It’s true that a lot may happen in 20 years anywhere in the world, and Canada is no exception. The demographic prognosis for Canada in 2041 was announced by Statistics Canada on September 8.
An ongoing pattern of immigration being a major factor in Canada’s population growth over the next few decades is expected to continue. As a result, Statistics Canada predicts that the number of foreign-born residents in Canada might increase by 7.2% to 12.1% between 2016 and 2041.
If ongoing projections continue, one-half of the Canadian population will be consisting of only immigrants along with Canadian-born children
According to StatsCan’s reference scenario, by 2041, “immigrants and their Canadian-born children” might make up 52.4% of Canada’s total population, which is in line with the projected increase in the immigrant population. The increase in the immigrant numbers and their Canadian-born children is likely to be somewhere between 23.7 and 25.9 million. In 2016, when Canada’s population was estimated at 14.4 million, this demographic made up 40% of the country’s total.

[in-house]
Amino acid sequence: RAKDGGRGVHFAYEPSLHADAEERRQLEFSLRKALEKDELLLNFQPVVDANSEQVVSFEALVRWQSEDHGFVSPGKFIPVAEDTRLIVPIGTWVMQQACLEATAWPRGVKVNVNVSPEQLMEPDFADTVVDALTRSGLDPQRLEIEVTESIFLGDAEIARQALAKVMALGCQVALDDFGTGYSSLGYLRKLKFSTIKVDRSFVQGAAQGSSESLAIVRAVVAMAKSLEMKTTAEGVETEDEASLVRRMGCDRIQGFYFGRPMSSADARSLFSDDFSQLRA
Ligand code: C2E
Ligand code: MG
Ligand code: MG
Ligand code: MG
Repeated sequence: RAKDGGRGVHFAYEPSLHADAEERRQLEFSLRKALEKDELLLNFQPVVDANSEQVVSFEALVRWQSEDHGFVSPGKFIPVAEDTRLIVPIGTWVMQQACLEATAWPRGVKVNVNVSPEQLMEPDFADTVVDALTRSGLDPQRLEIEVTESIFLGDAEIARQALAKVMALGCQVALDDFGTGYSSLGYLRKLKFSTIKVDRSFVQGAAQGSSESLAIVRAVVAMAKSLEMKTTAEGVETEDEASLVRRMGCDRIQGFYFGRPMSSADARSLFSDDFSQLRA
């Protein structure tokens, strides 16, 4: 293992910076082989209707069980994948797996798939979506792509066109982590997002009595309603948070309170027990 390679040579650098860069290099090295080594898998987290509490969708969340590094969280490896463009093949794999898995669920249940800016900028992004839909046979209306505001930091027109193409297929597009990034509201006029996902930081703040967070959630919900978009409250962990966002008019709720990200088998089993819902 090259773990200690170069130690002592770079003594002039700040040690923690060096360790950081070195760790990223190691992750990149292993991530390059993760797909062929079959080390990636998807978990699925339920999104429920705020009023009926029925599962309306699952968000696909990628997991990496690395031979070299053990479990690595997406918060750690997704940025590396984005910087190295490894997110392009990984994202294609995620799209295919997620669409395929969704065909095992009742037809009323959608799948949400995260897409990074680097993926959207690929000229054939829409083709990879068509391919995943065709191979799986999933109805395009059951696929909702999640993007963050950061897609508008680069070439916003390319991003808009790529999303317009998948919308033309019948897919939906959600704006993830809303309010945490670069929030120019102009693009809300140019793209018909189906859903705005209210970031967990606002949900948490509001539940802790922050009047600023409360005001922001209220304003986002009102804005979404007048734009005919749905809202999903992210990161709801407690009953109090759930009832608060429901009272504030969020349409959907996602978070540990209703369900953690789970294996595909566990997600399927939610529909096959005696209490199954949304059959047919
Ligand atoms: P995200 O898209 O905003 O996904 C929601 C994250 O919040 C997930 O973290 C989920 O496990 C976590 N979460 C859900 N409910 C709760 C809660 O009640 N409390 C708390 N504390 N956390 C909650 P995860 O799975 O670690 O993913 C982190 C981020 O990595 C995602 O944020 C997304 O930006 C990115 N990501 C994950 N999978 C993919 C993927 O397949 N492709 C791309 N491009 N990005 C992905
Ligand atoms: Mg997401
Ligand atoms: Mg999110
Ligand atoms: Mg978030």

According to StatsCan’s increasingly granular projections of Canadian demographics in 2041, the country’s racialized population might rise to between 16.4 and 22.3 million people by then. This range would suggest that by 2036, the proportion of Canadians who identify as people of color will rise to between 38.2 and 43 percent, from 22.2 percent in 2016. Back then, the number of people in this category was 8 million.
In even greater detail, projections estimate that by 2041, one-quarter of Canada’s population will have been born in Asia or Africa.
In 2041, it is projected that between 23.1% and 26.9% of Canada’s overall population will be of African or Asian descent. This would equate to between 9.9 and 13.9 million people. If acknowledged, this would be a substantial improvement from 2016’s 13.5%.
The majority of Immigrants continue to prefer choosing Toronto, Montreal, and Vancouver
To mention a few, the factors like incessant pressure on the residential market, growing urbanization, and cities being a part of the Census Metropolitan Area (CMA), newcomers to Canada will continue to pick and prefer these 3 cities to settle namely, Toronto, Montreal, and Vancouver.